Research and observation suggest that there is a supermassive black hole (SMBH) at the centre of most galaxies with the SMBH being proportional to the size of the galaxy. Approximately ten percent of galaxies merge with another galaxy of similar mass within their lifetime and so one would expect that when two galaxies merge this would include the merger of two SMBHs. However, this assumption faces some challenges.

Gravitational drag also known as dynamical friction occurs when stars, gas and black holes lose energy by interacting with other entities in space. As the more massive SMBH interacts with stars and gas in the galaxy, it  loses energy while the star or gas will gain energy and subsequently get flung out into space.

After many of these interactions the SMBH  slows down and begins to sink towards the centre of mass of the system, which is typically the middle of the galaxy due to the loss in energy; this happens over a huge timescale as many interactions are needed for SMBH to lose enough energy. 

During a galaxy merger the blackholes from both galaxies undergo this process  and eventually both SMBH will end up orbiting the centre of the galaxy. Once in orbit around the centre of mass they will stay there unless they lose more energy. However, as the SMBH are so massive they clear the space around them from all of the previous interactions and so there is nothing left for them to interact with to make them lose energy, slow down and merge together. This happens when the two blackholes are around 1 parsec from each other and this is what is known as ‘The Final Parsec Problem’.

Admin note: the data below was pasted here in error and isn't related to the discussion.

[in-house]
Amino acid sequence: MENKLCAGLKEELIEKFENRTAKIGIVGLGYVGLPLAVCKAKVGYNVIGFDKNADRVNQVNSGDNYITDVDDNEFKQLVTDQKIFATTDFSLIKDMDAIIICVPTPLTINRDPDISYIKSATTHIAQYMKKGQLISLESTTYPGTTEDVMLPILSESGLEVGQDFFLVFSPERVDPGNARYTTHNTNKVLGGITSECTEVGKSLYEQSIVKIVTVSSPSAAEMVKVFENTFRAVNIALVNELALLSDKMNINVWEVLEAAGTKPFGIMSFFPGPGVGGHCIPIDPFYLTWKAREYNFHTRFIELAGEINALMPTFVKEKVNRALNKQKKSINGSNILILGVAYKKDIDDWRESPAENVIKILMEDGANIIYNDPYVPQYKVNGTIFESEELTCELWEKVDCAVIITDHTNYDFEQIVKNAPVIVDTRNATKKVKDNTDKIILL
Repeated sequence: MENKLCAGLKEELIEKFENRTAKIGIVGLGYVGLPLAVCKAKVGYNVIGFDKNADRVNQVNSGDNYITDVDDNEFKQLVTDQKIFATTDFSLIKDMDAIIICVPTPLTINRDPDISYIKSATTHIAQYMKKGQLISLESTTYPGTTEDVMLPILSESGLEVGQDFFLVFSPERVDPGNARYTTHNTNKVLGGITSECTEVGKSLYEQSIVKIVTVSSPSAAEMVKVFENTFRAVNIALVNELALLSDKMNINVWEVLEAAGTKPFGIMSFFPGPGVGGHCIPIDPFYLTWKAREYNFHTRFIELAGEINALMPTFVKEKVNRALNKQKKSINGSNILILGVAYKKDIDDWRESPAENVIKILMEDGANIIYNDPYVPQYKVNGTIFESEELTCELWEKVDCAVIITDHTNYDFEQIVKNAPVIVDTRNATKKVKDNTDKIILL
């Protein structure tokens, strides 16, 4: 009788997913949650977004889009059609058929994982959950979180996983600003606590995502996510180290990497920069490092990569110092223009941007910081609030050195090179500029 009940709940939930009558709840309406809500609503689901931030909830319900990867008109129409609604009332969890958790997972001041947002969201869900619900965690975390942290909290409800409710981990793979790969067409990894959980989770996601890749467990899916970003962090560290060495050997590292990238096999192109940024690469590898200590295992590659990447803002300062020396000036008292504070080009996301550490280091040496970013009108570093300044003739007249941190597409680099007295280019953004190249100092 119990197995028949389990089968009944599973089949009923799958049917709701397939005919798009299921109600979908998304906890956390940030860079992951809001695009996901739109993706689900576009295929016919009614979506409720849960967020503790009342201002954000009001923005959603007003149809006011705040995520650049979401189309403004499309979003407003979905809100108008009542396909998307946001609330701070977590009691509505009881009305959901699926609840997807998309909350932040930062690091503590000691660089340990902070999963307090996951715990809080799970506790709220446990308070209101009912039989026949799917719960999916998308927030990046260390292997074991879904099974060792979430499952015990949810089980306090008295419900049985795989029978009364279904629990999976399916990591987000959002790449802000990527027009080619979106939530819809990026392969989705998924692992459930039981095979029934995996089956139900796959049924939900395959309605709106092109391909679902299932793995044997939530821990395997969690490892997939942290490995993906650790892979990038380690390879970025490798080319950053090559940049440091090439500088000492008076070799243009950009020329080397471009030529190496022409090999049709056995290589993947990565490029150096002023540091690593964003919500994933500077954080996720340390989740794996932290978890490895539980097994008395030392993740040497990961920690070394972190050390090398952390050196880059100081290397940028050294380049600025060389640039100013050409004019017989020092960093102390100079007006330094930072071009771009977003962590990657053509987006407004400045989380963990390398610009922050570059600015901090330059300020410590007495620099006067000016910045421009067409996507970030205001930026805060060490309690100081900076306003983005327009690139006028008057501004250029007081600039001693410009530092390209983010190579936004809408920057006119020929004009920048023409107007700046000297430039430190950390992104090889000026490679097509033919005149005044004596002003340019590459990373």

So why is it deemed a problem? Observations that suggest that SMBH actually do merge, one such observation of particular relevance is the newly observed low frequency gravitational waves, which scientists suggest occur due to the merging of Super massive black holes. 

To resolve this problem one can acknowledge that there is a problem with our mathematical model that suggests that SMBH cannot merge, or one can consider that our observations of low frequency gravitational waves are misinterpreted or incomplete.  The LISA mission, expected to launch in 2035, will be crucial to further observing these low frequency gravitational waves which will undoubtedly provide clarity on whether it is our mathematical model or observations that are in need of refinement and resolution.


Image credit: By NASA, H. Ford (JHU), G. Illingworth (UCSC/LO), M.Clampin (STScI), G. Hartig (STScI), the ACS Science Team, and ESA – APOD 2004-06-12, Public Domain,

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